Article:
NEW HAVEN, CT (WFSB) - Yale University unveiled what it's calling a "groundbreaking" new trial study on the impacts of medical marijuana on Friday.
Researchers said they'll be focusing on medical marijuana's effects on stress and pain.
Connecticut's medical marijuana program treats close to 40,000 patients, but there's still a lot to learn about the plant.
"We are going to start small. Start right at the ground, and then build it up. We are going to be looking at stress and pain," said Dr. Rajita Sinha, of Yale School of Medicine.
In the first phase of the study, conducted by Yale and CTPharma, a grower for the state's medical marijuana program, they said they'll look at safety and dosing.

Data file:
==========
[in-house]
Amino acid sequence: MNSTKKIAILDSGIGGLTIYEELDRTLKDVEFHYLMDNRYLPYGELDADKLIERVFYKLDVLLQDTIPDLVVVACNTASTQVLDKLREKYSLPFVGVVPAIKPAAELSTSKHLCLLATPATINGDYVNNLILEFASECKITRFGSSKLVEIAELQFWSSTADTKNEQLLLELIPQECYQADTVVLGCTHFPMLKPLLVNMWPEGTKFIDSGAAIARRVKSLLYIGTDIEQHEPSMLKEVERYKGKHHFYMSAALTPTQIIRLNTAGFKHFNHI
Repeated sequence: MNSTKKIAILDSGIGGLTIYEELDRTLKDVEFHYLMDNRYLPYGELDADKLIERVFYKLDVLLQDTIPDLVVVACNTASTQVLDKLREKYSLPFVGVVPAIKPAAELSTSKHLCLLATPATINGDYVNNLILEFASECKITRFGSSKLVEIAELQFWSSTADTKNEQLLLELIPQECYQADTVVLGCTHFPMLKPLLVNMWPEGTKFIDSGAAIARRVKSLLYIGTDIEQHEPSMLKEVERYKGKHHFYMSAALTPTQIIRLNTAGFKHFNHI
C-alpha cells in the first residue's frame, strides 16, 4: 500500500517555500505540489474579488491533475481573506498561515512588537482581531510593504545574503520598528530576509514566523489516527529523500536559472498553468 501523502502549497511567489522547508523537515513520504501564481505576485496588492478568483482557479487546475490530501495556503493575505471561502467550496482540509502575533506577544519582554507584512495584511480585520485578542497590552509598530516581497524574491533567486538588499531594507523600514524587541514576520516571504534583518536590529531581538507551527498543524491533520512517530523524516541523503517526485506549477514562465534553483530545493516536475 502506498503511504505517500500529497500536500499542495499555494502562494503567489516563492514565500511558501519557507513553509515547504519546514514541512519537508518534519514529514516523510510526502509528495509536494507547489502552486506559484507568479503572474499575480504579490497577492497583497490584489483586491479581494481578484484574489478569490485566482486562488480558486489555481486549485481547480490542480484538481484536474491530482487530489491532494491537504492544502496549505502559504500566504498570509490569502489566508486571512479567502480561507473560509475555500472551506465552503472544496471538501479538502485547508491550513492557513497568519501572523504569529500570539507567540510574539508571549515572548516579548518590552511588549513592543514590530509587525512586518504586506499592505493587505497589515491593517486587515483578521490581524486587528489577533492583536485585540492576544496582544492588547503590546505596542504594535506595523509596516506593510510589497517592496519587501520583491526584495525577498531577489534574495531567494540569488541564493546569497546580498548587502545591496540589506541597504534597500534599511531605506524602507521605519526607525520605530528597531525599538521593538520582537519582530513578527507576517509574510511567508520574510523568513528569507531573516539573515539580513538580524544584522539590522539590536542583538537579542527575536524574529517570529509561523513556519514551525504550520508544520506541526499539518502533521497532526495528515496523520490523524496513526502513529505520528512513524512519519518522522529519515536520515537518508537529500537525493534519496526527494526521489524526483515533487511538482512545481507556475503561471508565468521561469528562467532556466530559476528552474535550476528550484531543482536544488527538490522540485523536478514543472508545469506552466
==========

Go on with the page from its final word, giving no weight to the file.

Then, they'll treat other conditions like post-traumatic stress disorder, based on the results of the first phase.
The study will mark the first of its kind on humans.
"The research we are talking about today will prove that CTPharma, along with Yale, has the ability to work with plant based formulations," said Michael Fedele, CTPharma board chairman.
Cori Alicea, who has glioblastoma, one of the deadliest forms of brain cancer, believes cannabis may be the help many patients need.
"It alleviates everything for me and from having disabilities,” Alicea said.
Alicea has had chemo and radiation, and also takes a liquid form of marijuana every day.
"It helps me feel alert, it helps me with pain. I can be with my kids and I can drive them to school,” Alicea said.
The studies could shed more light on marijuana, and ultimately the federal government may recognize it but approve more studies and even more medications.